1887
Volume 29, Issue 2
  • ISSN 1387-6740
  • E-ISSN: 1569-9935
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Abstract

Abstract

This article approaches fictionality as a set of semiotic strategies prototypically associated with fictional forms of storytelling (Hatavara & Mildorf, 2017b). Whilst these strategies are strongly associated with fiction, they might also be used in non-fictional and ontologically ambivalent contexts to create ‘cross-fictional’ rhetorical effects. We focus on the representation of thought and consciousness. Using the concept of ‘mind style’ (Fowler, 19771996Leech & Short, 1981Semino, 2007), we investigate the linguistic representation of the internal monologue of British Prime Minister, Theresa May, in a satirical newspaper article. The stylistic analysis of the PM’s mind style facilitates an account of the elaborate and nuanced mixing of May and the author’s ideological perspectives throughout the piece. We argue that this cross-fictional, stylistic approach better accounts for the satirical effects of fictionality in the text than those placing a premium on authorial intention and the invented nature of the narrative discourse.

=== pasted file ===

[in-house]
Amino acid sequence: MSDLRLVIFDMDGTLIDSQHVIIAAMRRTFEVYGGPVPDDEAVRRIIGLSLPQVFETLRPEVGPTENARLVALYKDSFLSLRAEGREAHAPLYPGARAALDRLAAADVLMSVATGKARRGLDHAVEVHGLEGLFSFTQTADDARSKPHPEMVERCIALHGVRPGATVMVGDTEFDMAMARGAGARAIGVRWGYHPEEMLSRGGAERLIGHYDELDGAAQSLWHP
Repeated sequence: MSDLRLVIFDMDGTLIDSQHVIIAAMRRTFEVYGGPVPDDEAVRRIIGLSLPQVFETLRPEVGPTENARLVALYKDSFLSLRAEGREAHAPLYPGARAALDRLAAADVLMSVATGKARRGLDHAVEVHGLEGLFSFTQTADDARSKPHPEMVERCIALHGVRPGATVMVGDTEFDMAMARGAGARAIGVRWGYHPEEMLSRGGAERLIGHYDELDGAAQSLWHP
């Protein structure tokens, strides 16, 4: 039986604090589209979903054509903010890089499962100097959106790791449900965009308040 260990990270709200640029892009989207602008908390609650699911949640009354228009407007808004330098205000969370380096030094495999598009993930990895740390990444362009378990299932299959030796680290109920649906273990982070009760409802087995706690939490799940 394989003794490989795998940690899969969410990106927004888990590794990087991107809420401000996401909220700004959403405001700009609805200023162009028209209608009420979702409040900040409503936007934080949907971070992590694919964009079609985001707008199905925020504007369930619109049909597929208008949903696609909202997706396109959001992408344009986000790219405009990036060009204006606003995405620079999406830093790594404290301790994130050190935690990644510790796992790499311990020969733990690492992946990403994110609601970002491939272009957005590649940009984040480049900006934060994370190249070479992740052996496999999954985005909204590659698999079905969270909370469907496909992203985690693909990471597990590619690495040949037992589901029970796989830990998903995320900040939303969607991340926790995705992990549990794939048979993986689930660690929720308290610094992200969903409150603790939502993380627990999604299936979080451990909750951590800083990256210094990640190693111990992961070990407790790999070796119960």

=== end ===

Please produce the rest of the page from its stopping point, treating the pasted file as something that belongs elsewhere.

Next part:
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2019-10-16
2020-04-04
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  • Article Type: Research Article
Keyword(s): cross-fictionality , fictionality , mind style , newspaper discourse , political discourse , satire and Theresa May
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